It’s November in New England, a very special month for my family. My son’s twelfth birthday is in a few days and the day after that marks sixteen years of marital bliss for Thomas and I. The love I have for these guys is inexplicable, more than I could ever put into words.

November is the month of Thanksgiving and we have so much to be thankful for.

IMAG0188

Queen Anne’s Lace leaves are still poking through the dry and browning leaves.

IMAG0192

Tiny rose hips lend color to the muted landscape.

IMAG0202

A single poplar leaf is bright in contrast to the dirt of a meandering trail.

IMAG0199

The shining sun gives a golden hue to the leaves that are still holding on.

IMAG0106

Autumn is acorn harvest time.

IMAG0229

Chilly nights and rainy mornings call for a fire in the wood-stove.

IMAG0222

Fires in the wood-stove call for a steady supply of fire-wood.

IMAG0209

Sweet treats in the shape of the ever falling oak leaves can be made with the processed harvest of acorns.

IMAG0233

The blue sky and white clouds can now be easily seen through the bare branches of our mighty maple tree.

I am forever thankful for all this life has to offer.

xo Jodi

Pine Needle Tea

IMG_3469

Pine trees in New England are ubiquitous. Did you know that all parts of a pine tree are edible? Here we are using the needles to brew a tea that is rich in vitamin C.

IMG_3450

First, make sure you are harvesting from a true pine tree, gather in a place free from pollution and take just a little from each.

When you have your cache, cut the sheath off the ends and chop the needles. For one cup of tea you will need a bundle of needles about the diameter of a quarter or a bit bigger.

IMG_3451

IMG_3459

Boil some water and let it sit for a bit before pouring into your container.

IMG_3463

I like to add a bag of mint tea to it for some added flavor.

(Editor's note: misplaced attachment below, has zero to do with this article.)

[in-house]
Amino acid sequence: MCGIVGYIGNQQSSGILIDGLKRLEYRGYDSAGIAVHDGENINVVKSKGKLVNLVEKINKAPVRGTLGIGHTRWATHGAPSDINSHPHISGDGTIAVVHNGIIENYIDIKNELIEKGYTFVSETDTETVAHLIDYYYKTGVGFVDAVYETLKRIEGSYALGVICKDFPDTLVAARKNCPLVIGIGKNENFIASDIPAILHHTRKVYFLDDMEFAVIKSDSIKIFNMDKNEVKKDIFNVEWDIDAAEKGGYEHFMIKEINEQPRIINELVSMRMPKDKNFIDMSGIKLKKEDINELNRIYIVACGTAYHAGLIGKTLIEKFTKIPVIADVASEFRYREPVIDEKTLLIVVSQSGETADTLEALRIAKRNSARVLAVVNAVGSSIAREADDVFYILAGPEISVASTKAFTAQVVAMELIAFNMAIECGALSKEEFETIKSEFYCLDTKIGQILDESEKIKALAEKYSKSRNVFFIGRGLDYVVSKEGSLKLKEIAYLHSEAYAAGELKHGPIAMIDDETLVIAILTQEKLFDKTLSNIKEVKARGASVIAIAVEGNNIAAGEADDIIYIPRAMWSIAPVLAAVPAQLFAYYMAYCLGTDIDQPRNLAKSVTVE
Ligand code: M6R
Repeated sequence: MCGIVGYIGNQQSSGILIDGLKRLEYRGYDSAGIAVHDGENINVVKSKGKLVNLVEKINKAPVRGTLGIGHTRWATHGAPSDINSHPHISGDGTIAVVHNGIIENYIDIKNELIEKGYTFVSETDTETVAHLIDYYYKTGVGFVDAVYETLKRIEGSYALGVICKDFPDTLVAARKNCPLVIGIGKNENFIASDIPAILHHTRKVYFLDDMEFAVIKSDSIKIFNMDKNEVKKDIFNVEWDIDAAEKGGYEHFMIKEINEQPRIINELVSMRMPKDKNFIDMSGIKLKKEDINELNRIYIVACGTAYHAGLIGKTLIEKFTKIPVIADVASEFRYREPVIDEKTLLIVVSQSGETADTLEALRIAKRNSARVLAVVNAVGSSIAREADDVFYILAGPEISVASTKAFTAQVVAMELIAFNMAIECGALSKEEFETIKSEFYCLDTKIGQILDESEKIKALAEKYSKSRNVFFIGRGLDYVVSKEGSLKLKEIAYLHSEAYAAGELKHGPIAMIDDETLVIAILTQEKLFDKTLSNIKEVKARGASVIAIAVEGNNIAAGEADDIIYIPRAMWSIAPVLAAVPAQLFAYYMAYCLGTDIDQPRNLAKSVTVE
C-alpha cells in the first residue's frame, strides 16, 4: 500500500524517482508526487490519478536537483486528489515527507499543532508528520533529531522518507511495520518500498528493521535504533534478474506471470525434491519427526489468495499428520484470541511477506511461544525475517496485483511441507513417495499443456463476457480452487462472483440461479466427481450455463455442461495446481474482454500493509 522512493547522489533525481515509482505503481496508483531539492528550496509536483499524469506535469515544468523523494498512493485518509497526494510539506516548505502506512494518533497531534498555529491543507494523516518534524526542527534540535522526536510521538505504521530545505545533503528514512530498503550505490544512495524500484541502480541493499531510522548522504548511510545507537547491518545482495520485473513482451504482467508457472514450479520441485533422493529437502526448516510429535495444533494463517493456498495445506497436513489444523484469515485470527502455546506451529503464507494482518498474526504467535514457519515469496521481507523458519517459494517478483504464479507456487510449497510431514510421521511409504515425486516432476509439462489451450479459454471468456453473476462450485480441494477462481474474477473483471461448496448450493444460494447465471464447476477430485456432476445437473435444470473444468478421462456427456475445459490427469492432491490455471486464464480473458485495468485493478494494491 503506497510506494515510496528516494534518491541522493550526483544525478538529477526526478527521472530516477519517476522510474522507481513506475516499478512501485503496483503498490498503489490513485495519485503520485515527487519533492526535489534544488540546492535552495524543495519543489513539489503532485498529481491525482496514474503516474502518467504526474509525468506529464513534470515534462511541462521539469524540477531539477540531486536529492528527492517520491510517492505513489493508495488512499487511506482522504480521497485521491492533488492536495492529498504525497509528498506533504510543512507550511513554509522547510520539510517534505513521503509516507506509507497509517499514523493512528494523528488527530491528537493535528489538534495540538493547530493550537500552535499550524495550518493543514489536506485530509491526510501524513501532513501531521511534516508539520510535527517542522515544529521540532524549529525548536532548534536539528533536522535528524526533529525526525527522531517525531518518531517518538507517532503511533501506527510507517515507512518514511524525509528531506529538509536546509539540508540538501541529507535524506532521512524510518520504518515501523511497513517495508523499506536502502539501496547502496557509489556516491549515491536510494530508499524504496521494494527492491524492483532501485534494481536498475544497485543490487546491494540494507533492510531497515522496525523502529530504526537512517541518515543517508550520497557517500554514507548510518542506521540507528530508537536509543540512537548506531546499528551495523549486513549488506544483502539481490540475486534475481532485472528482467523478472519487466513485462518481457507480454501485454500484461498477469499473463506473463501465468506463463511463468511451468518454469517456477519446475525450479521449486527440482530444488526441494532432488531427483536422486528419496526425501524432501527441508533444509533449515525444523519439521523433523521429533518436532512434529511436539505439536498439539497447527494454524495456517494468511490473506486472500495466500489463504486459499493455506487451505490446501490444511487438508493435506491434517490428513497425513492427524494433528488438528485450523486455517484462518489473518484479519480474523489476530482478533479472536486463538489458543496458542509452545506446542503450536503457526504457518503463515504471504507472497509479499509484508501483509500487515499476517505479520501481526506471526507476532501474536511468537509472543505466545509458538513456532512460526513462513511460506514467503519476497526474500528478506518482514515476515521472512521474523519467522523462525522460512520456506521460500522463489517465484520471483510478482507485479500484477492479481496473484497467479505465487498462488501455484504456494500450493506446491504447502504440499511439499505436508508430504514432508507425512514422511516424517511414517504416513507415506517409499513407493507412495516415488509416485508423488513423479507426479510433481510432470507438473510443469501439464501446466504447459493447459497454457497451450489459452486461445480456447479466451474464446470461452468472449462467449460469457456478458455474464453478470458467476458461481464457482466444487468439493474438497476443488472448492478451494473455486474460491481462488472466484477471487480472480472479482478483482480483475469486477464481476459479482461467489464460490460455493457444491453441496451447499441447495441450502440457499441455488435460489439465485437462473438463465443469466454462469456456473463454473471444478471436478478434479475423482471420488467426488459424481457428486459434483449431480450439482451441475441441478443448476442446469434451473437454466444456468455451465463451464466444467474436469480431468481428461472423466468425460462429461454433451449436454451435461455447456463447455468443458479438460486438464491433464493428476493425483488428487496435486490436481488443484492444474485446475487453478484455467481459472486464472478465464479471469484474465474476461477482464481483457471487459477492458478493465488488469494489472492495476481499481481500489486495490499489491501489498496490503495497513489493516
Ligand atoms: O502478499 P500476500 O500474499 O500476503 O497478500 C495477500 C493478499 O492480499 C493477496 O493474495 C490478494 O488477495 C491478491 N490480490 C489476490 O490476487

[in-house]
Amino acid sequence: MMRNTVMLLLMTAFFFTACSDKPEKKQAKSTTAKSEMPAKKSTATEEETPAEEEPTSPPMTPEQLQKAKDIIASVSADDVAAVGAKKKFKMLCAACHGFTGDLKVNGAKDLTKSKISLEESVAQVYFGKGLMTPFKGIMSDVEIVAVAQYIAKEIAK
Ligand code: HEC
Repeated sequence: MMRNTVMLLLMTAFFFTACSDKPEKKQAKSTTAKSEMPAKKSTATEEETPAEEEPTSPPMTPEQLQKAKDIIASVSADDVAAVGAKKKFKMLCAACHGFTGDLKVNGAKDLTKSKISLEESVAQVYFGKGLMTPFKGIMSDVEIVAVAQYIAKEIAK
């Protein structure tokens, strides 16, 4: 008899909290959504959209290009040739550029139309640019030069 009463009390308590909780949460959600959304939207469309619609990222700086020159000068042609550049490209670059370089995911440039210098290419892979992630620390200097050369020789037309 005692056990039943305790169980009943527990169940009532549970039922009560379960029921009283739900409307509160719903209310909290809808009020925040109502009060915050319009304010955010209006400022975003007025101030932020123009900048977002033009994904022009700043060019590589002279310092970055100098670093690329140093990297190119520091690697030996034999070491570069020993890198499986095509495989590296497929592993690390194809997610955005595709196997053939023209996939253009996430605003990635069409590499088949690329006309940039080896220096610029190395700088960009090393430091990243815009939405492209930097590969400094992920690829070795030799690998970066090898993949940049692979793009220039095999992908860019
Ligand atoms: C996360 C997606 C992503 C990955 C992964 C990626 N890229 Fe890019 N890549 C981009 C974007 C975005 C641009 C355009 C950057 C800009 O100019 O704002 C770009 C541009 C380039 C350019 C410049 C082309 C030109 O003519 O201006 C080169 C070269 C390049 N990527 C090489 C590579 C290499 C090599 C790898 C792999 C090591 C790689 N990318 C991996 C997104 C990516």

IMG_3467

Let it steep for five minutes or so, strain and enjoy :)

pine needle tea

Join the Smoke Free Crowd

Exercise is a crucial part of life. Especially if you are like me and eat the goodies you blog about a few times a week. Even though I try to add fruit and vegetables to the mix, there is added fat and sugar that I normally wouldn’t have. Exercise boosts energy, promotes good sleeping habits, improves mood, and maintains weight. It’s recommended that you get thirty minutes of exercise a day depending on your lifestyle.

My exercise of choice lately is running. I have my husband wake me up a half hour before he leaves for work. I run a loop around our neighborhood that is about 2 miles, which takes me 20 minutes (there are hills!) I stumble out of bed, shuffle to my bureau and grab some running gear. This morning I pulled out a shirt I’ve had since high school. It’s the one I’m wearing in this picture. I’m the one kneeling on the far right. The Peer Outreach group took a field trip to the state capital and met the governor at the time, Jean Shaheen. Thank you God for pictures. They capture a moment in time that we might otherwise forget. The front of the shirt says SMOKE FREE New Hampshire and the back, Join the Smoke Free Crowd.

I run in the morning before breakfast, before coffee, before I’m really even awake yet! I get to see the sunshine peaking through the morning clouds, I hear the birds chirping, and inhale the crisp air.  This morning I saw two rabbits. Yesterday, a family of raccoons. Last week, a deer.

What is your exercise of choice?